Message-driven beans (MDBs) are stateless, server-side, transaction-aware components for processing asynchronous JMS messages.
One of the most important aspects of MDBs is that they can consume and process messages concurrently.
This capability provides a significant advantage over traditional JMS clients, which must be custom-built to manage resources, transactions, and security in a multithreaded environment.
Just as the session beans have well-defined life cycles, so does the MDB bean. The MDB instance’s life cycle is pretty much the same as the stateless bean. In fact, it’s divided in two states: Does not Exist and Method ready Pool.
When a message is received, the EJB container checks to see if any MDB instance is available in the pool. If a bean is available in the free pool, JBoss uses that instance.
After an MDB instance’s onMessage() method returns, the request is complete, and the instance it is placed back in the free pool. This results in the best response time, as the request is served without waiting for a new instance to be created.
If no bean instances are handy, the container checks if there is room for more MDB in the pool by comparing the MDB’s MaxSize attribute with the pool size.
If MaxSize still has not been reached, a new MDB is initialized. The creation sequence, as pointed out in the image, is just the same as stateless bean. Failure to create a new instance, on the other hand, will imply that the request will be blocked until an active MDB completes. If the request cannot acquire an instance from the pool within the instance-acquisition-timeout, an exception is thrown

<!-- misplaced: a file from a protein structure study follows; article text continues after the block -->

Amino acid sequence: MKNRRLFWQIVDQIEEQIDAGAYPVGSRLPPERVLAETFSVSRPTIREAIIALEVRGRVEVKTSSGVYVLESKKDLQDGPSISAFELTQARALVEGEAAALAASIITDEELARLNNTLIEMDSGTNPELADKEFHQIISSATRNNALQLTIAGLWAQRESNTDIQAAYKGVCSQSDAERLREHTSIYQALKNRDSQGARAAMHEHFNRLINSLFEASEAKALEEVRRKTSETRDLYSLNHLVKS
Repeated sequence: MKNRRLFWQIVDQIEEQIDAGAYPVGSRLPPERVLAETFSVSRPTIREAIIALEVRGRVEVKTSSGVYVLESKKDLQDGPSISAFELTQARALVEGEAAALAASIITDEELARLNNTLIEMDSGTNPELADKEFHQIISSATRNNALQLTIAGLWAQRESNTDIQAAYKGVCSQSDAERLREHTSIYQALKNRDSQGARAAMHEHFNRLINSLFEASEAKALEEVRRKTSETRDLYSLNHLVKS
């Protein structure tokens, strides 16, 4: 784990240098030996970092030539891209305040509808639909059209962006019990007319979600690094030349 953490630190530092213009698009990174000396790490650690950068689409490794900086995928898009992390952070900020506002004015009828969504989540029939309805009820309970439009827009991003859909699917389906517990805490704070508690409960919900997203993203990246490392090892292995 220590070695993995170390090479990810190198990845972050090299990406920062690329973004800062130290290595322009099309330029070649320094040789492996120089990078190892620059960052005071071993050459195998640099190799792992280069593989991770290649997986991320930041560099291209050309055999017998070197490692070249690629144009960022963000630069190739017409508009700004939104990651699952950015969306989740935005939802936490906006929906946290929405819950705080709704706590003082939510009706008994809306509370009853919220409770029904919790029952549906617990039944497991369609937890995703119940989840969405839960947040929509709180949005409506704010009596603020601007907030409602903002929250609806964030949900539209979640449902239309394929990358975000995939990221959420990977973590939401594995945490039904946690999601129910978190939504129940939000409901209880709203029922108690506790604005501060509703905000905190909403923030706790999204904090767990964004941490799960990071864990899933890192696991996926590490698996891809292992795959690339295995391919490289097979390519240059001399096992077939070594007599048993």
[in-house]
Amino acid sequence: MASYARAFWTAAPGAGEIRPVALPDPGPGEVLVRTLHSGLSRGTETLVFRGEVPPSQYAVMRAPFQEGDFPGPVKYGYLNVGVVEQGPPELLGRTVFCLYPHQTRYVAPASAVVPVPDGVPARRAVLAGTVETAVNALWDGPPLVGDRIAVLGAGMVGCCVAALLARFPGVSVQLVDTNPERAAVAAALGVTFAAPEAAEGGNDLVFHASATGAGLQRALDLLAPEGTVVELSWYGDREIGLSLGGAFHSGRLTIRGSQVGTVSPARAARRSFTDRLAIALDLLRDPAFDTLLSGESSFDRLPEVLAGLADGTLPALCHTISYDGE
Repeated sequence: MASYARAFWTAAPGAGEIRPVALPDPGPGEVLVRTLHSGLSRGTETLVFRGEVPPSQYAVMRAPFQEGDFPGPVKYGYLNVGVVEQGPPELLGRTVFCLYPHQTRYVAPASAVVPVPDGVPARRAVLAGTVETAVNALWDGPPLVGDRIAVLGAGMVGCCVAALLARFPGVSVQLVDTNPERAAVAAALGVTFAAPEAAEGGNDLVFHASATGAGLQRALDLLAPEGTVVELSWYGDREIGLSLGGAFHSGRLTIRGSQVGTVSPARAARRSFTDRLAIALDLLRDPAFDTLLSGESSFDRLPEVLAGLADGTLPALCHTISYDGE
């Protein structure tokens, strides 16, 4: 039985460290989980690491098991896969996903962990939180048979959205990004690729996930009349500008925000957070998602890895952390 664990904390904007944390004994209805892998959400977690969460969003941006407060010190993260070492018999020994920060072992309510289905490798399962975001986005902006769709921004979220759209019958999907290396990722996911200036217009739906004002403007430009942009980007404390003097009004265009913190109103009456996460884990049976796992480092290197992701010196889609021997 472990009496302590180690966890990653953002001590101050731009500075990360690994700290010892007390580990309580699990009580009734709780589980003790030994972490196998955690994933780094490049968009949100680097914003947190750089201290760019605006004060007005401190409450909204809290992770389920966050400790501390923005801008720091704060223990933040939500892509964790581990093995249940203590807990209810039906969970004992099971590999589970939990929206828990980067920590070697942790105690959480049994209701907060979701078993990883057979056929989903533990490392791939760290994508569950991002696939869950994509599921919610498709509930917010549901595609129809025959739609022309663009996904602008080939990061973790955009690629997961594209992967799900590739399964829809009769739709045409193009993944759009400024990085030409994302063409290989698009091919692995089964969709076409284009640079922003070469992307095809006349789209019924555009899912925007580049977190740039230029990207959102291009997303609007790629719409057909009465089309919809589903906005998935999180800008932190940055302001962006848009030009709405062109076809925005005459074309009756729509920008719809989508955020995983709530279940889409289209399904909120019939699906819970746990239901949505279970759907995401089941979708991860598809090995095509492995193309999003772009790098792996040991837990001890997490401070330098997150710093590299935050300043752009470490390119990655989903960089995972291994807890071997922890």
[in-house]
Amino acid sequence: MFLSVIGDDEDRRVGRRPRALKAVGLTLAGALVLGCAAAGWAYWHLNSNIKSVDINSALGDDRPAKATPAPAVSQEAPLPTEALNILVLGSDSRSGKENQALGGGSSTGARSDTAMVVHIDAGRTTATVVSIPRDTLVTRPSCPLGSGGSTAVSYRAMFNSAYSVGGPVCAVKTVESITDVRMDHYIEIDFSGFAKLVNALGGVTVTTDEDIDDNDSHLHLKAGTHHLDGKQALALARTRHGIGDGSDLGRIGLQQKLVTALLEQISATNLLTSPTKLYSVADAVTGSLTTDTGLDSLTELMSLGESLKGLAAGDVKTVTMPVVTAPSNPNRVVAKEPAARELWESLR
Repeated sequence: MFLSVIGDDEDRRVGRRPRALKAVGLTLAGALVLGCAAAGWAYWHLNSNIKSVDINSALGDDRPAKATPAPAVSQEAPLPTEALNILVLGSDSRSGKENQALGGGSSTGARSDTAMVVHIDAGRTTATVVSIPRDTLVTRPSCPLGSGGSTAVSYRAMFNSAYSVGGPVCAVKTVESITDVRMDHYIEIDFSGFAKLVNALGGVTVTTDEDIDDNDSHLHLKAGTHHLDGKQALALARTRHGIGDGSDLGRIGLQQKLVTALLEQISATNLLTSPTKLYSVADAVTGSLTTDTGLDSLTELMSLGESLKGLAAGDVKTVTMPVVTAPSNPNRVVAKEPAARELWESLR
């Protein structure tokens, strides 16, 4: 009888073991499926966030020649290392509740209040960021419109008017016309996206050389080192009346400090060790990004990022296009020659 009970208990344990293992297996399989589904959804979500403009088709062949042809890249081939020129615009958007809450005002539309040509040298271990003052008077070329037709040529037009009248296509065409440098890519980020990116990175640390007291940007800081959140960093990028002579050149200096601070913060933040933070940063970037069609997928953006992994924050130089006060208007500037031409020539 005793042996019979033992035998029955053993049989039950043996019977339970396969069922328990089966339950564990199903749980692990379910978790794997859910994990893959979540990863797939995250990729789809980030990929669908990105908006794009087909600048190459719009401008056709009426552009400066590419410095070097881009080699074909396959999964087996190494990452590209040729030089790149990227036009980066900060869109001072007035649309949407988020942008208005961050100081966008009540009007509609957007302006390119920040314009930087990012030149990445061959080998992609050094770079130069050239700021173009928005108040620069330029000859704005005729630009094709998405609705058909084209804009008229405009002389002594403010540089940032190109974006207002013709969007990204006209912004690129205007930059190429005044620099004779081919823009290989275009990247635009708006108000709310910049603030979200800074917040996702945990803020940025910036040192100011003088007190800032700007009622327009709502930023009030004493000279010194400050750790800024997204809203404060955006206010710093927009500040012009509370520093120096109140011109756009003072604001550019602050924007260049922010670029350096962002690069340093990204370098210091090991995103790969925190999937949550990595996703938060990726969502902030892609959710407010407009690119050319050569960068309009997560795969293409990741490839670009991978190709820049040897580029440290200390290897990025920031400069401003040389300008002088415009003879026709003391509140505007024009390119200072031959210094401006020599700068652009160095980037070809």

The configuration of the MDB pool is exactly the same as for the SLSB, so we will just include it here without further explanations
Applications with business processes, which are dependent on periodic notifications, can use the EJB 3 Timer service that provides a way to allow methods to be invoked at specific times or time intervals.
The EJB Timer service can be attached to any EJB 3 type, except for Stateful session beans and requires as little as setting a method marked with the
@javax.ejb.Timeout annotation, which will be triggered by the container when the time interval expires.
The following example shows how to implement a very simple timer, which will be set on the client side by invoking the scheduleTimer(long milliseconds)
As far as it concerns the configuration, you can define the data-store path, that is temporary file system path where planned executions are stored and the amount of threads to reserve to the timer service with the thread-pool-name attribute, which needs to reference a thread-pool element:
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Ravindra Savaram is a Content Lead at Mindmajix.com. His passion lies in writing articles on the most popular IT platforms including Machine learning, DevOps, Data Science, Artificial Intelligence, RPA, Deep Learning, and so on. You can stay up to date on all these technologies by following him on LinkedIn and Twitter.